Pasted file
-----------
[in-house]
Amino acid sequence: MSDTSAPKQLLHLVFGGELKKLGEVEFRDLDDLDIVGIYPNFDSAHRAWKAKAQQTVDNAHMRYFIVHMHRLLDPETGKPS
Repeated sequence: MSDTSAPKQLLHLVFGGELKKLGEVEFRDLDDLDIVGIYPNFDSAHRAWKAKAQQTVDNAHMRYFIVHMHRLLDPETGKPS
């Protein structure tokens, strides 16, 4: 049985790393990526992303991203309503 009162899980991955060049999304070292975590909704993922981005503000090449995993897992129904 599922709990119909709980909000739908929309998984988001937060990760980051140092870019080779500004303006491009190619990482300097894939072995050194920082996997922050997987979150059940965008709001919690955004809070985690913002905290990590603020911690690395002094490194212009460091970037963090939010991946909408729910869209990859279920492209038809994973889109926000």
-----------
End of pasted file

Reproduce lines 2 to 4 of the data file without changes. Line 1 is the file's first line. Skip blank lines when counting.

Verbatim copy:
Amino acid sequence: MSDTSAPKQLLHLVFGGELKKLGEVEFRDLDDLDIVGIYPNFDSAHRAWKAKAQQTVDNAHMRYFIVHMHRLLDPETGKPS
Repeated sequence: MSDTSAPKQLLHLVFGGELKKLGEVEFRDLDDLDIVGIYPNFDSAHRAWKAKAQQTVDNAHMRYFIVHMHRLLDPETGKPS
């Protein structure tokens, strides 16, 4: 049985790393990526992303991203309503 009162899980991955060049999304070292975590909704993922981005503000090449995993897992129904 599922709990119909709980909000739908929309998984988001937060990760980051140092870019080779500004303006491009190619990482300097894939072995050194920082996997922050997987979150059940965008709001919690955004809070985690913002905290990590603020911690690395002094490194212009460091970037963090939010991946909408729910869209990859279920492209038809994973889109926000």